Military uniform for boys aged 6 to 16. Butterick pattern 8070, August 1917.

“In these times, boys of all ages like to be ready for service.” He is “ready to do ‘his bit.’ “

Butterick pattern 8070 for a boy’s “military suit” from 1917 was part of a trend: “service suits” and military dress for civilians.

Butterick 9334 for girls, September 1917. Delineator. This girl has long, “Mary Pickford” curls.

Right, Ladies’ Home Journal “military dress” pattern 1067 for girls 6 to 14, October 1917.

Butterick “military suit” pattern 9365, September 1917. For girls 10 to 15 years old.

Butterick coat pattern 9315 from August, 1917. Delineator. Sized for young girls  and adult women, it was “sometimes called the trench or military coat….” For “active  service.”

“Service suits” and a military dress for women from Butterick patterns, August 1917. Delineator. For more information about these patterns, click here. The blue and tan dress, like the tan suit, has “service pockets.”

Butterick offered so many variations on “Service uniforms” for adult women, I worry that some women spent more time making an outfit to wear while volunteering than they actually spent doing war work.

Three out of four patterns on this page are “uniforms” for civilian women aged 14 to 19. August 1917, Delineator, page 50. “When Johnny comes marching home he will find his sister all turned out in a new military suit.”

The phrases used to describe these outfits use plenty of military jargon.

It’s not surprising that young women heading off to college expected that they would spend time aiding the war effort in some way.

A traveling suit that is also a service suit, for college-bound women. Butterick coat 9324 with skirt 9374. Delineator, Sept. 1917. Pleated “service pockets” came in large, practical sizes and in sizes that were purely “fashion.”

“So many women are doing relief work of all kinds, and they drop into restaurants for tea and luncheons in this type of suit.”

Right, a Butterick military-influenced suit uses coat pattern 9324 with skirt 9309. August 1917.

Left, Ladies’ Home Journal patterns 1059 (jacket) and 1099 (skirt), November 1917. The majority of patterns were less military looking.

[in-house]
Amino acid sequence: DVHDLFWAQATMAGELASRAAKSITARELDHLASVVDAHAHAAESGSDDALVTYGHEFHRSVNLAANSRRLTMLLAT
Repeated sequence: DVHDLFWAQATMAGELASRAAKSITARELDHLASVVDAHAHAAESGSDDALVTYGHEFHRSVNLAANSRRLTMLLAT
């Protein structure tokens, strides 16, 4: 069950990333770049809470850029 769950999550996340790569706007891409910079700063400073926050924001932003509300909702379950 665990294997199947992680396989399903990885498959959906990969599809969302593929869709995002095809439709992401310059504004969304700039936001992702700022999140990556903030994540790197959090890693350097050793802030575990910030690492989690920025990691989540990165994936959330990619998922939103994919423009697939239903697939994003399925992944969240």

The military look was a new fashion option, among more traditionally feminine styles for women. Left, Ladies Home Journal pattern 1061; right, LHJ pattern 1050. October 1917.

Even Chanel showed a service suit:

A service suit designed by Gabrielle Chanel, illustrated in Butterick’s Delineator in October 1917.

That is not to say that women were just playing dress-up. The “women’s magazines” were an important channel of communication for official government notices, from food conservation to Red Cross needs and instructions for volunteers.

Knitting for sailors; a form from Delineator, August 1917. Those who could knit — or learn to knit — were asked to do so; those who couldn’t were asked to donate money to buy wool yarn.

Knit Your Bit for the Navy. Delineator, August 1917.

From a Red Cross article about knitting for servicemen. It appeared in Delineator, November 1917. The Ladies’ Home Journal printed similar articles by the Red Cross so that readers could volunteer to make everything from “comfort kits” to hospital gowns, bandages, and hot water bottle covers.

EDIT 9/10/17: Synchronicity/serendipity brought me this link via Two Nerdy History Girls to a fine article at “Behind Their Lines” about women knitting for the war effort.

The Butterick Publishing Company received such an outpouring of knitting for the troops that it briefly became a problem, before standardization of size and color was imposed.